McLaren’s proton cancer treatment center targeting summer opening


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Hesham Gayar, M.D.

Hesham Gayar, M.D.

Progress on a Hospitality House in Flint Township that is being built to give cancer patients and their families a nice place to stay while being treated at the PTC next door. Photo by Rhonda Sanders FLINT TWP. —Pencil beam scanning — an advanced, precise form of cancer radiation treatment – will be one of only four of its kind available in the world when McLaren Medical Center’s new Proton Therapy Center (PTC) opens this summer, said Hesham Gayar, M.D., chairman of the Department of Radiation Oncology and PTC director.

Speaking last week to the West Flint Business Association, Gayar gave a comprehensive overview of the dramatic difference between standard photon (X-ray) radiation and advanced proton therapy.

Showing before- and after-treatment slides of brain, prostate, lung, spinal and other difficult to treat tumors in children and adults, Gayar demonstrated how standard radiation impacts surrounding normal tissues while proton radiation can be directed within millimeters of the tumor site with no exit radiation or impact on normal tissue and thus fewer, if any, side effects.

Hesham Gayar, M.D., chairman of the Department of Radiation Oncology at McLaren Medical Center speaks to the West Flint Business Association about dramatic improvement in local cancer treatment coming with the opening of the state-of-the -art Proton Therapy Center. Photo by Rhonda Sanders For example, a standard radiation dose to treat a spinal tumor affects everything in front of the spine – stomach, reproductive organs, liver, food pipe, etc., he said. With proton therapy, the treatment stops precisely at the targeted site with no impact on the organs and tissues beyond.

“The ideal goal of radiation is to give maximum dose at the tumor and avoid radiation to normal tissue,” Gayar said, calling proton therapy beautiful for doing exactly that.

Proton therapy also offers the advantage of a higher success rate and significantly lower chance of recurrence.

Insurance covers most kinds of proton treatment, based on location, and is increasing as technology improves, he said.

Proton therapy has been around since the 1930s but was very expensive to use, Gayar said. Creation of proton centers began trending up in the 1990s and today there are 34 in operation worldwide including 10 in the United States.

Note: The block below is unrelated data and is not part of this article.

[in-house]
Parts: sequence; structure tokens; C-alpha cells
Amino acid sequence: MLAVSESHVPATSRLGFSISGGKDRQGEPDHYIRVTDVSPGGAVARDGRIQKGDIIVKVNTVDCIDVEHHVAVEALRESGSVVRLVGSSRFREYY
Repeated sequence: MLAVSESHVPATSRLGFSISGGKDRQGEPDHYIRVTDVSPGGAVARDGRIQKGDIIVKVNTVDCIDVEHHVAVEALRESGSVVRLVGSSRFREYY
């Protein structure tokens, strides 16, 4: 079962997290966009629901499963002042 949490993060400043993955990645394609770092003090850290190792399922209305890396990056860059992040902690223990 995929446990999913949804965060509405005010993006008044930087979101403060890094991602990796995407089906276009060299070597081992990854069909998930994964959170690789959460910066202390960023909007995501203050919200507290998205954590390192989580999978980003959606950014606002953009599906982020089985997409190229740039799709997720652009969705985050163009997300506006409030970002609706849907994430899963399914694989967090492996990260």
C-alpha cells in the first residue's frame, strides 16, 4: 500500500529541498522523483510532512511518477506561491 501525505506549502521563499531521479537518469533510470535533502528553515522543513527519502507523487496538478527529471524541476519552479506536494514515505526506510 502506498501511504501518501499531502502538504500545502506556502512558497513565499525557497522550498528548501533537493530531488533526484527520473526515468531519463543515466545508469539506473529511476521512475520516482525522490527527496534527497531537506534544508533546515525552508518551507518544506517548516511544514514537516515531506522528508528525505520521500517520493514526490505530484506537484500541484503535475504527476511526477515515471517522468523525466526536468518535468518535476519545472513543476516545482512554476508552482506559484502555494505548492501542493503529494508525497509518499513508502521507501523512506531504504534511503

McLaren’s PTC will be the eleventh in the U.S. and one of three offering the more precise pencil beam therapy, Gayar said, who explained how it differs from scattered beam proton therapy also in use.

McLaren’s PTC, which cost about $75 million to build, will also have the world’s first robotic arm that suspends from the ceiling and comes down around a patient for before and after scans to achieve ideal positioning for treatment similar to the way a hunter looks through the telescope of a gun before pulling the trigger, he said.

Gayar said August is now the targeted opening date for the center which has been under construction for nearly three years. A goal to have it up and running this month was pushed back due to regulatory issues, he said.

Gayar also mentioned a Hospitality House under construction next door to the PTC that is being built to house outof town patients who may stay six to nine weeks during treatment. It is located in Flint Township and will have 20-30 guest guests rooms with added amenities. Construction is expected to be completed in June or July to coincide with the targeted opening date of the PTC, he said.

The PTC and Hospitality House both are expected to bring new jobs to the area and boost the local economy through what visitors spend on food and entertainment, Gayar said.

He also said it will be a shot in the arm for McLaren to retain cancer patients who previously left town for treatment at advanced facilities as well as attract patients from neighboring states and Canada which currently do not have PTCs.

Gayar also took the opportunity to introduce his own invention – a skin cancer treating applicator that he has been using for about two years but just patented two weeks ago.

“With this invention, we can treat cancer in just seven visits instead of five and six weeks with outstanding cosmetic results (no scars),” he said, adding that it is cheaper than most surgery and standard radiation.